It was part of the pattern of racketeering activity that in or about September, 1981, in the Eastern District of New York and elsewhere, that the defendants, Joseph Massino, a/k/a "Joseph Messina," a/k/a "Joseph Massina," a/k/a "Joey," and Salvatore Vitale, a/k/a "Sally," unlawfully, wilfully and knowingly would and did corruptly endeavor to influence, obstruct and impede the due administration of justice in that the defendants would and did corruptly endeavor to counsel another person to avoid service of a grand jury subpoena, in violation of Title 18, United States Code, Section 1503.
Vitale contends that this obstruction of justice charge must be dismissed because it fails to specify the crime which Vitale has allegedly committed; and if the obstruction charges are stricken, the RICO indictment will be legally insufficient.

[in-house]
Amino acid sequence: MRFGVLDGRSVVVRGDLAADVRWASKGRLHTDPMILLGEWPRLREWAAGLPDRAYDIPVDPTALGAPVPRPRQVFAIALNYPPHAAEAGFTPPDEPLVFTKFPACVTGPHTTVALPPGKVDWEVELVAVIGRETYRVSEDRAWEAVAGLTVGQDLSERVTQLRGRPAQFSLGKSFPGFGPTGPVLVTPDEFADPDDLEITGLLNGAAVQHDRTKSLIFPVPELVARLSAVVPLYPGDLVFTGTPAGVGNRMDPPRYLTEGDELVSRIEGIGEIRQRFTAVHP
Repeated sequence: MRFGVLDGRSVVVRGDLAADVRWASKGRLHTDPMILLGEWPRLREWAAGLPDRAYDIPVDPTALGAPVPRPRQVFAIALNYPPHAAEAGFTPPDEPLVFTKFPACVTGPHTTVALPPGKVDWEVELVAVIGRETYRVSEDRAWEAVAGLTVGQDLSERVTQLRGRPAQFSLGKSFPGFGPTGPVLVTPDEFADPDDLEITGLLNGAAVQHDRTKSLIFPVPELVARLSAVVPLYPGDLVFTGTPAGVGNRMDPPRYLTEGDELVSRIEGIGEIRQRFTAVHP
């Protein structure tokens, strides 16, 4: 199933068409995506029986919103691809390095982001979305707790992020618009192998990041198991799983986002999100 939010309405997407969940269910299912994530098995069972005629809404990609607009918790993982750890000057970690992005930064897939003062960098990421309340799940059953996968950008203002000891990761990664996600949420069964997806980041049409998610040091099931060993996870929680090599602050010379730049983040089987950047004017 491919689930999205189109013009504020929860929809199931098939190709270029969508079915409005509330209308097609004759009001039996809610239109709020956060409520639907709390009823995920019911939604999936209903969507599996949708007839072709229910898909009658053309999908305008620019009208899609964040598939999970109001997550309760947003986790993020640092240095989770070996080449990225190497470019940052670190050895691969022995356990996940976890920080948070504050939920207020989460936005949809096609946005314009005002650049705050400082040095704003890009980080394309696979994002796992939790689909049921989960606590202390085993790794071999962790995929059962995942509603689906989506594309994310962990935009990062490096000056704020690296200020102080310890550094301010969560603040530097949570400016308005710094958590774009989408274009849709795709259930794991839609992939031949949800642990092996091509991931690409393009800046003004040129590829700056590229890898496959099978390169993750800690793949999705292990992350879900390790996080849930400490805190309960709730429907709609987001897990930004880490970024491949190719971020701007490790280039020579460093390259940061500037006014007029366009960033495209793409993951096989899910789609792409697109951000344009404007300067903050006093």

Specificity in an indictment has a threefold purpose: to ensure that the accused is apprised of the nature of the charge lodged against him as is required by the Sixth Amendment, to prevent the possibility of subjecting the defendant to double jeopardy in violation of the Fifth Amendment, and to guarantee the Fifth Amendment's requirement that defendants are not held to answer for a capital or otherwise infamous crime, unless on a presentment or indictment of a Grand Jury." United States v. Abrams, 539 F. Supp. 378, 384 (S.D.N.Y. 1982); see also Russell v. United States, 369 U.S. 749, 765-66, 8 L. Ed. 2d 240, 82 S. Ct. 1038 (1962). It is apparent from the text of the obstruction charge, the papers submitted in connection with this motion, and the representations of counsel at oral argument that this indictment meets the relevant Second Circuit specificity standards. The Second Circuit has repeatedly held that an indictment need only track the language of the statute, and, if necessary to apprise the defendant of the nature of the accusation against him, state the time and place of the alleged criminal activity in approximate terms. U.S. v. Bagaric, 706 F.2d 42, 61 (2d Cir.), cert. denied, 464 U.S. 840, 78 L. Ed. 2d 128 (1983); United States v. Mayo, 705 F.2d 62, 78 (2d Cir. 1983). The obstruction charge against Massino and Vitale lists the approximate time period of the alleged offense and its general location, the nature of the conduct charged ("to counsel another person to avoid service of a grand jury subpoena"), and the statute alleged to have been violated. The details provided in the indictment concerning obstruction do more than just track the statute, contrary to what Vitale has alleged.